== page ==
All odors that we smell trigger feelings and sensations that affect our memory and psyche. It is when we try to express the odor in terms that would be universally understood that we find ourselves limited by the poverty of language, As a result, we try to conjure up this experience in our mind and express it in readily understandable terms. These terms may, to our benefit, describe our own personal reaction to the aroma, but more often they are based on empirical and more commonly used descriptive terms, while the feefings that are triggered by stimulus are more often than not lost in the words. As a consequence we, as human beings, have a natural tendency to associate and connect an aroma stimulus with an actual material source whether this is real or a “forcefit. However, the notion of a non-material source for the odor stimulus is still present in our informational data bank of past events and feelings.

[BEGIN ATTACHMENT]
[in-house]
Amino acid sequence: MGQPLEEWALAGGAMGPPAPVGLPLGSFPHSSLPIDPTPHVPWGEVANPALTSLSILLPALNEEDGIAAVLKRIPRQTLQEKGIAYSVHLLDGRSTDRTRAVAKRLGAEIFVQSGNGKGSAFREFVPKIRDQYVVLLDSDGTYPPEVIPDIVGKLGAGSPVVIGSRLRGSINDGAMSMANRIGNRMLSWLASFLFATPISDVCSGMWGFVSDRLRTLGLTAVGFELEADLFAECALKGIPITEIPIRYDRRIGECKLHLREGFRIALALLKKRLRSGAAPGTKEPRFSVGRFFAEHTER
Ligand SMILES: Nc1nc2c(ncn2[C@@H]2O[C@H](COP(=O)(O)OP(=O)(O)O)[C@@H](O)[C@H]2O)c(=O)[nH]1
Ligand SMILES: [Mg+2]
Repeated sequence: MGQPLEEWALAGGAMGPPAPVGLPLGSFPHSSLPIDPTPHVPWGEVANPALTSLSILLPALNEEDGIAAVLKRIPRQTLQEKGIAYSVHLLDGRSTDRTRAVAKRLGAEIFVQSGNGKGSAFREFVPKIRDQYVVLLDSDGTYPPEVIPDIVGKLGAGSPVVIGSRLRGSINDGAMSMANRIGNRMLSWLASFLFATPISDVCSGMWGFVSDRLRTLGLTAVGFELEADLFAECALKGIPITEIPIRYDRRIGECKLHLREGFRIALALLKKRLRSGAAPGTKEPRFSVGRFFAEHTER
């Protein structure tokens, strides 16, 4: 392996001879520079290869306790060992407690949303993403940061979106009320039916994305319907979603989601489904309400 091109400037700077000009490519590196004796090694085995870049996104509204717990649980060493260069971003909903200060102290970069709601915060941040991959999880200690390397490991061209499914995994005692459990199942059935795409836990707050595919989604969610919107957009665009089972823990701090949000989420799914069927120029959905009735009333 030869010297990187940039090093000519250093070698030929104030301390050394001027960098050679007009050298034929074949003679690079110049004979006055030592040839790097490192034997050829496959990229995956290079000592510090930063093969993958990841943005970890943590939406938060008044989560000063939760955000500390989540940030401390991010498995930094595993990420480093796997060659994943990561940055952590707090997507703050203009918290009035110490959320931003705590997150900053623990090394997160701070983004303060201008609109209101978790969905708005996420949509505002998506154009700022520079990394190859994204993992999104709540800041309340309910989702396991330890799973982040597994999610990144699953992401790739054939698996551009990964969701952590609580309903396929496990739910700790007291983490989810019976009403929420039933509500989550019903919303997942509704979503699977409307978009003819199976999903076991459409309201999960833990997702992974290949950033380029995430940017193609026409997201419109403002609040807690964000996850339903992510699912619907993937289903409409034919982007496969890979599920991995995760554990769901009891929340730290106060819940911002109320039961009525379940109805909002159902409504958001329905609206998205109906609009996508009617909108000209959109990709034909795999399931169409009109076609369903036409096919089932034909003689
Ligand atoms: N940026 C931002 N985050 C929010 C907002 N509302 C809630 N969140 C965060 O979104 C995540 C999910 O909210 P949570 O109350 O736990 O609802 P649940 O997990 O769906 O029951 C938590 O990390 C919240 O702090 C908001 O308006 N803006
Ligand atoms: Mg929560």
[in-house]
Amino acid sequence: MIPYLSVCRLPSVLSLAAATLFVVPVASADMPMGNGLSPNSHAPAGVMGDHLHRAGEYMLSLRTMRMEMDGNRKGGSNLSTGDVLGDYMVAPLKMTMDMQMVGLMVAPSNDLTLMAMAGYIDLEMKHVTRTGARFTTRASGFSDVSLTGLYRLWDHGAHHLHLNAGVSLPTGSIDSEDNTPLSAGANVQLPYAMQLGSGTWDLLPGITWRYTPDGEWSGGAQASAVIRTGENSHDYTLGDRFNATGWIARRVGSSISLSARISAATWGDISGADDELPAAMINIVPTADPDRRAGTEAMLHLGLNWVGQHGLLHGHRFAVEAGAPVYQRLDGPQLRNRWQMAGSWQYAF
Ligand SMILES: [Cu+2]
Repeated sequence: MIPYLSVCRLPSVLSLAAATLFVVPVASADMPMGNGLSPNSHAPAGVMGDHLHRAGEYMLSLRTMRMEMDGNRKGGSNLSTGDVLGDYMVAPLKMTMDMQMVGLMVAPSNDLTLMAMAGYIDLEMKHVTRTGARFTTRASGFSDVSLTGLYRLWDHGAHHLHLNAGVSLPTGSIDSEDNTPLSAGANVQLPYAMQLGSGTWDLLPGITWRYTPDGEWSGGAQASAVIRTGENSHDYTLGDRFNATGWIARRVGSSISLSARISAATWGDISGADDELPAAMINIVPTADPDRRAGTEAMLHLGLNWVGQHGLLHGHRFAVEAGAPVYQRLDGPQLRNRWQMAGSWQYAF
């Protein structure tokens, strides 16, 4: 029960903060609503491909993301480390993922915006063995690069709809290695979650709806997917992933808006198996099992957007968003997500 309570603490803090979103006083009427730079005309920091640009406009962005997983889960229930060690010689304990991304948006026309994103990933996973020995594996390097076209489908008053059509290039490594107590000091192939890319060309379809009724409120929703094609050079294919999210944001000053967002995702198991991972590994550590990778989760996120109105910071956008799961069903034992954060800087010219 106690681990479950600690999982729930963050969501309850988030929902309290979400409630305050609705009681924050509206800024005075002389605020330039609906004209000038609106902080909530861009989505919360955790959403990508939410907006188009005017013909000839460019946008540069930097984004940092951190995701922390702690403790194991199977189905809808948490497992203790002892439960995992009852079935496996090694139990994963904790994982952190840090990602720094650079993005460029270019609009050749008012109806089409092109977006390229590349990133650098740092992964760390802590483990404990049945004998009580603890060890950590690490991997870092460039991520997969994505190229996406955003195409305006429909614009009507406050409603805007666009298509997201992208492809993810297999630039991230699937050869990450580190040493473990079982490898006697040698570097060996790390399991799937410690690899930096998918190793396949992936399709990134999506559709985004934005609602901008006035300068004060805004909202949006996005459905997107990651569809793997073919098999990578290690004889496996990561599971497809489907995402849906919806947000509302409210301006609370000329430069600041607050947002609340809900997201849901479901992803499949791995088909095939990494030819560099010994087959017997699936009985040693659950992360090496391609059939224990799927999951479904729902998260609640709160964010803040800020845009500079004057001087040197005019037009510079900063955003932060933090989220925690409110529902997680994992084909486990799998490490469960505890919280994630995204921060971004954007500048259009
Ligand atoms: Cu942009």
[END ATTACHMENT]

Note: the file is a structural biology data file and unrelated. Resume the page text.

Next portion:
The origin of the aroma, which can stimulate an emotion, event, memory, previous situation or object association, gives us, at least in the imaginary sense, a free hand in odor association. However, subjective (intuitive) and personal characterization of the odorous space ususally makes it impossible to share the information with others. This is true even among professionals such as designers, researchers, perfumers and product developers, who find themselves facing this problem daily.